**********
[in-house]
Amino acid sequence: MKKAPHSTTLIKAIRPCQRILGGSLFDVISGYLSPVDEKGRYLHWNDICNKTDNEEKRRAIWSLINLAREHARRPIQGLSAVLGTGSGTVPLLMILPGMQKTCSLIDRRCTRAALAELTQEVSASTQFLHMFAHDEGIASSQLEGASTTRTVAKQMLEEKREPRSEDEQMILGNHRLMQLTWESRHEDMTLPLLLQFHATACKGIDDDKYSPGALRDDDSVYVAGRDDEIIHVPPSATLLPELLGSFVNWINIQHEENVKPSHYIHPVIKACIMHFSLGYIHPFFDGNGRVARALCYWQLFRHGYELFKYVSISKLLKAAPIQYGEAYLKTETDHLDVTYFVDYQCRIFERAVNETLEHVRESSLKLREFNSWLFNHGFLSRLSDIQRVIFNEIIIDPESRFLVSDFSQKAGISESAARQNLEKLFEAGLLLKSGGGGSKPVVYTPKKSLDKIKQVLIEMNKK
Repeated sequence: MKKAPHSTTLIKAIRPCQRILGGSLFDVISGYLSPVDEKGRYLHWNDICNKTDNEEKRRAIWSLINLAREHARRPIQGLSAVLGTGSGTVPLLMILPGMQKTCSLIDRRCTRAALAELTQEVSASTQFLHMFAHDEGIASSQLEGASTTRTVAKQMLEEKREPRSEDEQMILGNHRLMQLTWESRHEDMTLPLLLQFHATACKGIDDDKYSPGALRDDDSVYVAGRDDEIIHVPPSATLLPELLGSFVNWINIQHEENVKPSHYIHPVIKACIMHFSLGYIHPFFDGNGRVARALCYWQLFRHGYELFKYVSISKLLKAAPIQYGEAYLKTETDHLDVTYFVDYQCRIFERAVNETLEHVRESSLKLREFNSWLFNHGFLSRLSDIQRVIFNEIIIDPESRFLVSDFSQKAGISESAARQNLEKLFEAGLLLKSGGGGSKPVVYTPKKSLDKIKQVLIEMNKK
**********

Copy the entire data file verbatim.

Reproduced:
[in-house]
Amino acid sequence: MKKAPHSTTLIKAIRPCQRILGGSLFDVISGYLSPVDEKGRYLHWNDICNKTDNEEKRRAIWSLINLAREHARRPIQGLSAVLGTGSGTVPLLMILPGMQKTCSLIDRRCTRAALAELTQEVSASTQFLHMFAHDEGIASSQLEGASTTRTVAKQMLEEKREPRSEDEQMILGNHRLMQLTWESRHEDMTLPLLLQFHATACKGIDDDKYSPGALRDDDSVYVAGRDDEIIHVPPSATLLPELLGSFVNWINIQHEENVKPSHYIHPVIKACIMHFSLGYIHPFFDGNGRVARALCYWQLFRHGYELFKYVSISKLLKAAPIQYGEAYLKTETDHLDVTYFVDYQCRIFERAVNETLEHVRESSLKLREFNSWLFNHGFLSRLSDIQRVIFNEIIIDPESRFLVSDFSQKAGISESAARQNLEKLFEAGLLLKSGGGGSKPVVYTPKKSLDKIKQVLIEMNKK
Repeated sequence: MKKAPHSTTLIKAIRPCQRILGGSLFDVISGYLSPVDEKGRYLHWNDICNKTDNEEKRRAIWSLINLAREHARRPIQGLSAVLGTGSGTVPLLMILPGMQKTCSLIDRRCTRAALAELTQEVSASTQFLHMFAHDEGIASSQLEGASTTRTVAKQMLEEKREPRSEDEQMILGNHRLMQLTWESRHEDMTLPLLLQFHATACKGIDDDKYSPGALRDDDSVYVAGRDDEIIHVPPSATLLPELLGSFVNWINIQHEENVKPSHYIHPVIKACIMHFSLGYIHPFFDGNGRVARALCYWQLFRHGYELFKYVSISKLLKAAPIQYGEAYLKTETDHLDVTYFVDYQCRIFERAVNETLEHVRESSLKLREFNSWLFNHGFLSRLSDIQRVIFNEIIIDPESRFLVSDFSQKAGISESAARQNLEKLFEAGLLLKSGGGGSKPVVYTPKKSLDKIKQVLIEMNKK